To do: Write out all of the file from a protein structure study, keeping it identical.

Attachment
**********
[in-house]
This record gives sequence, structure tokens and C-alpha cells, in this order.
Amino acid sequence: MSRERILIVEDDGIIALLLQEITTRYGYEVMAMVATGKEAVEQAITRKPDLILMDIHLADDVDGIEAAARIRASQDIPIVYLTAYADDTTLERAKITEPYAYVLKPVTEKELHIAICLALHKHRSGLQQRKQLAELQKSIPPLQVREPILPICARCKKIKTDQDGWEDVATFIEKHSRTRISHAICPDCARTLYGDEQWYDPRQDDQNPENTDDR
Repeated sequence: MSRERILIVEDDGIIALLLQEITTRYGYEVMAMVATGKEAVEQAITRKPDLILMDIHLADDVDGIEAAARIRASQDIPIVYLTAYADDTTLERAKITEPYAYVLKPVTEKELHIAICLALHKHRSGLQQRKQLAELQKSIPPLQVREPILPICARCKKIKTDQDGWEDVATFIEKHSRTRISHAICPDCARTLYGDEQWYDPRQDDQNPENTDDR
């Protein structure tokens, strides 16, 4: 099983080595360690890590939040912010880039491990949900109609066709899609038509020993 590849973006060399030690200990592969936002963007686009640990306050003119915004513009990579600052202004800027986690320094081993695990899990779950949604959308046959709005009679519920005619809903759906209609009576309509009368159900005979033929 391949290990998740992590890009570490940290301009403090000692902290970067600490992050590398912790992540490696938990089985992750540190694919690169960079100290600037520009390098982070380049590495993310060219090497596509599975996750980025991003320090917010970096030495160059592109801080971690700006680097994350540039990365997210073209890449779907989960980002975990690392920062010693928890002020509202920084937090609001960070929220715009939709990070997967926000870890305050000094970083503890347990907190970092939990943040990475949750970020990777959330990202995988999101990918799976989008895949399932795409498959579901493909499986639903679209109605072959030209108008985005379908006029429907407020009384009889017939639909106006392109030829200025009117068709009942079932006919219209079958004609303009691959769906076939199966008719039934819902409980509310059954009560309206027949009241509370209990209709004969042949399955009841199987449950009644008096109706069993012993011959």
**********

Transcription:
[in-house]
This record gives sequence, structure tokens and C-alpha cells, in this order.
Amino acid sequence: MSRERILIVEDDGIIALLLQEITTRYGYEVMAMVATGKEAVEQAITRKPDLILMDIHLADDVDGIEAAARIRASQDIPIVYLTAYADDTTLERAKITEPYAYVLKPVTEKELHIAICLALHKHRSGLQQRKQLAELQKSIPPLQVREPILPICARCKKIKTDQDGWEDVATFIEKHSRTRISHAICPDCARTLYGDEQWYDPRQDDQNPENTDDR
Repeated sequence: MSRERILIVEDDGIIALLLQEITTRYGYEVMAMVATGKEAVEQAITRKPDLILMDIHLADDVDGIEAAARIRASQDIPIVYLTAYADDTTLERAKITEPYAYVLKPVTEKELHIAICLALHKHRSGLQQRKQLAELQKSIPPLQVREPILPICARCKKIKTDQDGWEDVATFIEKHSRTRISHAICPDCARTLYGDEQWYDPRQDDQNPENTDDR
């Protein structure tokens, strides 16, 4: 099983080595360690890590939040912010880039491990949900109609066709899609038509020993 590849973006060399030690200990592969936002963007686009640990306050003119915004513009990579600052202004800027986690320094081993695990899990779950949604959308046959709005009679519920005619809903759906209609009576309509009368159900005979033929 391949290990998740992590890009570490940290301009403090000692902290970067600490992050590398912790992540490696938990089985992750540190694919690169960079100290600037520009390098982070380049590495993310060219090497596509599975996750980025991003320090917010970096030495160059592109801080971690700006680097994350540039990365997210073209890449779907989960980002975990690392920062010693928890002020509202920084937090609001960070929220715009939709990070997967926000870890305050000094970083503890347990907190970092939990943040990475949750970020990777959330990202995988999101990918799976989008895949399932795409498959579901493909499986639903679209109605072959030209108008985005379908006029429907407020009384009889017939639909106006392109030829200025009117068709009942079932006919219209079958004609303009691959769906076939199966008719039934819902409980509310059954009560309206027949009241509370209990209709004969042949399955009841199987449950009644008096109706069993012993011959």